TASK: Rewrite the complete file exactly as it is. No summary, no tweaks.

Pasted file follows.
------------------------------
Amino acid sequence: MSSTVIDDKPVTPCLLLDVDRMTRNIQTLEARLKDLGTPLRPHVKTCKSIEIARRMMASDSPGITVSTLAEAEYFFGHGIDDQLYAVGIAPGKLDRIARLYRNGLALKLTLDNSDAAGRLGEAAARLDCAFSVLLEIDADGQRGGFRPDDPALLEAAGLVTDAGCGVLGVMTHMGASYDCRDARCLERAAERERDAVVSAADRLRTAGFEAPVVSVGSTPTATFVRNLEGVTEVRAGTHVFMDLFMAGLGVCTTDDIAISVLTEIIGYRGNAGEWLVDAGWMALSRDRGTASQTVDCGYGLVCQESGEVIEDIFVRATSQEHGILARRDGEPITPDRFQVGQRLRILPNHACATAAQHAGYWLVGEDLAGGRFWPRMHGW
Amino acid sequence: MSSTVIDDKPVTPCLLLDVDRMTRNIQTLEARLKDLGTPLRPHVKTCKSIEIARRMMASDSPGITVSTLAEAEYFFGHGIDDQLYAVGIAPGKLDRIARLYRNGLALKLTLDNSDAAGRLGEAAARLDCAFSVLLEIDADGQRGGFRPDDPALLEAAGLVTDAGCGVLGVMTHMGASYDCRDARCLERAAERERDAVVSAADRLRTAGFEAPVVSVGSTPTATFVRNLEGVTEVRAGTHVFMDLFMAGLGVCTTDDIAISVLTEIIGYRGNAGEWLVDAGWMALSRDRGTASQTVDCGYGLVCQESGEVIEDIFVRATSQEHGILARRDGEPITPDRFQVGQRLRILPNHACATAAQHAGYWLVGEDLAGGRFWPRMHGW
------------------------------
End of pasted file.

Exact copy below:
Amino acid sequence: MSSTVIDDKPVTPCLLLDVDRMTRNIQTLEARLKDLGTPLRPHVKTCKSIEIARRMMASDSPGITVSTLAEAEYFFGHGIDDQLYAVGIAPGKLDRIARLYRNGLALKLTLDNSDAAGRLGEAAARLDCAFSVLLEIDADGQRGGFRPDDPALLEAAGLVTDAGCGVLGVMTHMGASYDCRDARCLERAAERERDAVVSAADRLRTAGFEAPVVSVGSTPTATFVRNLEGVTEVRAGTHVFMDLFMAGLGVCTTDDIAISVLTEIIGYRGNAGEWLVDAGWMALSRDRGTASQTVDCGYGLVCQESGEVIEDIFVRATSQEHGILARRDGEPITPDRFQVGQRLRILPNHACATAAQHAGYWLVGEDLAGGRFWPRMHGW
Amino acid sequence: MSSTVIDDKPVTPCLLLDVDRMTRNIQTLEARLKDLGTPLRPHVKTCKSIEIARRMMASDSPGITVSTLAEAEYFFGHGIDDQLYAVGIAPGKLDRIARLYRNGLALKLTLDNSDAAGRLGEAAARLDCAFSVLLEIDADGQRGGFRPDDPALLEAAGLVTDAGCGVLGVMTHMGASYDCRDARCLERAAERERDAVVSAADRLRTAGFEAPVVSVGSTPTATFVRNLEGVTEVRAGTHVFMDLFMAGLGVCTTDDIAISVLTEIIGYRGNAGEWLVDAGWMALSRDRGTASQTVDCGYGLVCQESGEVIEDIFVRATSQEHGILARRDGEPITPDRFQVGQRLRILPNHACATAAQHAGYWLVGEDLAGGRFWPRMHGW